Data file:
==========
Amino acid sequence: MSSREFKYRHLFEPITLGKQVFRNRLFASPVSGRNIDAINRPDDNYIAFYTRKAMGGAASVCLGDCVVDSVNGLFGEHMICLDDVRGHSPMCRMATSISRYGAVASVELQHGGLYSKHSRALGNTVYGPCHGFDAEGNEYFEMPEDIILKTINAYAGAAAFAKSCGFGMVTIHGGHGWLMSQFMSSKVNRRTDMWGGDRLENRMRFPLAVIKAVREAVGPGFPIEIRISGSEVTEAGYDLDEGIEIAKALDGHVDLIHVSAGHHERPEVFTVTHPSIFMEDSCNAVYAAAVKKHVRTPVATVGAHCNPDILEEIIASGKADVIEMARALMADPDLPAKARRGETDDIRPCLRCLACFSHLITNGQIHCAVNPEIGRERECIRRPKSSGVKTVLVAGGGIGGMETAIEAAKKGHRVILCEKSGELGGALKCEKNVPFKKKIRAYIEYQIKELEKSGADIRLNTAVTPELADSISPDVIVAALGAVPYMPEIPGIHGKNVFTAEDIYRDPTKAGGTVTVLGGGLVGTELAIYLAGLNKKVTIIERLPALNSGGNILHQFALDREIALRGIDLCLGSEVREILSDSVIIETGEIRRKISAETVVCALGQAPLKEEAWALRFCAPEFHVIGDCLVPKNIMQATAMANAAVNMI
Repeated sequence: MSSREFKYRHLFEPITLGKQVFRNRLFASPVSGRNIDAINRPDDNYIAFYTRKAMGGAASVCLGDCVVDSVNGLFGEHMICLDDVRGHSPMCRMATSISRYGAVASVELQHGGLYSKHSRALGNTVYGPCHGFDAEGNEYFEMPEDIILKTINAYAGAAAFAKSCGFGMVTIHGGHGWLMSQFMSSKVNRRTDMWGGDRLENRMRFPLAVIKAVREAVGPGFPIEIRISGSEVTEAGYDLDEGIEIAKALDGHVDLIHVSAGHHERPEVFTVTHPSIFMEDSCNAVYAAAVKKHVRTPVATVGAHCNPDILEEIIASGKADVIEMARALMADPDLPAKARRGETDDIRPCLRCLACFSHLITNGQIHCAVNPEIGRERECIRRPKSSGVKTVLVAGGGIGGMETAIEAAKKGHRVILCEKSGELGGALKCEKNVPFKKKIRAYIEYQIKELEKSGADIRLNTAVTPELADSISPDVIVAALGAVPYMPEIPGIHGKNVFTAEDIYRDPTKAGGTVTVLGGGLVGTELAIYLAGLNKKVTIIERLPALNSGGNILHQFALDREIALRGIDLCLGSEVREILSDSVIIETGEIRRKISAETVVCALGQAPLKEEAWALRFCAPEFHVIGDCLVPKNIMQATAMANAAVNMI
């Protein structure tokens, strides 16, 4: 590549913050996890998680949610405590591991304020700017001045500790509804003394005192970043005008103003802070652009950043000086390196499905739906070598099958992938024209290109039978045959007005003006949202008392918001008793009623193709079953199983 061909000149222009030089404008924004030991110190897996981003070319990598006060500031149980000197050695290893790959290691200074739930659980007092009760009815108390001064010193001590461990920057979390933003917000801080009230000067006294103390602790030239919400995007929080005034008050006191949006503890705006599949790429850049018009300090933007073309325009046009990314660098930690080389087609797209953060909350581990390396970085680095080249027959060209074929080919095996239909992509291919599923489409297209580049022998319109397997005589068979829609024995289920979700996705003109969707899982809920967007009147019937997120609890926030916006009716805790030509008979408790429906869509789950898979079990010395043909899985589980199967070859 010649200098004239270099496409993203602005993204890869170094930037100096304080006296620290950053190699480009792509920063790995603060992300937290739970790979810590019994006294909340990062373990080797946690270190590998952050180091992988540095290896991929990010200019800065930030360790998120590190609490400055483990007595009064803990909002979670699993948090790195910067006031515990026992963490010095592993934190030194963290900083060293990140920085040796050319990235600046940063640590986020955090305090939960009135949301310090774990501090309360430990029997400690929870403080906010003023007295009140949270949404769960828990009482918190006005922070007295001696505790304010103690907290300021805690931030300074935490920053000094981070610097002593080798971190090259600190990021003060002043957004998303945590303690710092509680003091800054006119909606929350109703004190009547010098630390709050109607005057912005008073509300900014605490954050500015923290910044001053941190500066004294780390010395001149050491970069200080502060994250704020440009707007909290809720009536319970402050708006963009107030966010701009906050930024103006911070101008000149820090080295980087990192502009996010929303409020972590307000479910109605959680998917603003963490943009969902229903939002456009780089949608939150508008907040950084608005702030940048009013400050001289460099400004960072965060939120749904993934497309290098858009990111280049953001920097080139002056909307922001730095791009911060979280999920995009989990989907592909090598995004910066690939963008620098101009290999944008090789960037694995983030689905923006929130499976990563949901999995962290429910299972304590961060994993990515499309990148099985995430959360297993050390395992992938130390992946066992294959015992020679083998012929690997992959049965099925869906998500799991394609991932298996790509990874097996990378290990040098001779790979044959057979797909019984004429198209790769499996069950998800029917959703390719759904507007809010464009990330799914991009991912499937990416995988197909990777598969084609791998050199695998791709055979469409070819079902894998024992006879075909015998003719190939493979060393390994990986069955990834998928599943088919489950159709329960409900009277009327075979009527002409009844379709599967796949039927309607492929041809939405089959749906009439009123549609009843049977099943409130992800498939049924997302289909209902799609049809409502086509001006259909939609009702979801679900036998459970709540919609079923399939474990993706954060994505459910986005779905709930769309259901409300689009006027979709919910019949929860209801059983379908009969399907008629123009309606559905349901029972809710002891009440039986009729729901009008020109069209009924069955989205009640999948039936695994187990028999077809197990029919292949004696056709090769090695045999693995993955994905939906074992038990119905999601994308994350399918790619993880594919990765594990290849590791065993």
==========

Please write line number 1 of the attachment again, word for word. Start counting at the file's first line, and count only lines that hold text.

Amino acid sequence: MSSREFKYRHLFEPITLGKQVFRNRLFASPVSGRNIDAINRPDDNYIAFYTRKAMGGAASVCLGDCVVDSVNGLFGEHMICLDDVRGHSPMCRMATSISRYGAVASVELQHGGLYSKHSRALGNTVYGPCHGFDAEGNEYFEMPEDIILKTINAYAGAAAFAKSCGFGMVTIHGGHGWLMSQFMSSKVNRRTDMWGGDRLENRMRFPLAVIKAVREAVGPGFPIEIRISGSEVTEAGYDLDEGIEIAKALDGHVDLIHVSAGHHERPEVFTVTHPSIFMEDSCNAVYAAAVKKHVRTPVATVGAHCNPDILEEIIASGKADVIEMARALMADPDLPAKARRGETDDIRPCLRCLACFSHLITNGQIHCAVNPEIGRERECIRRPKSSGVKTVLVAGGGIGGMETAIEAAKKGHRVILCEKSGELGGALKCEKNVPFKKKIRAYIEYQIKELEKSGADIRLNTAVTPELADSISPDVIVAALGAVPYMPEIPGIHGKNVFTAEDIYRDPTKAGGTVTVLGGGLVGTELAIYLAGLNKKVTIIERLPALNSGGNILHQFALDREIALRGIDLCLGSEVREILSDSVIIETGEIRRKISAETVVCALGQAPLKEEAWALRFCAPEFHVIGDCLVPKNIMQATAMANAAVNMI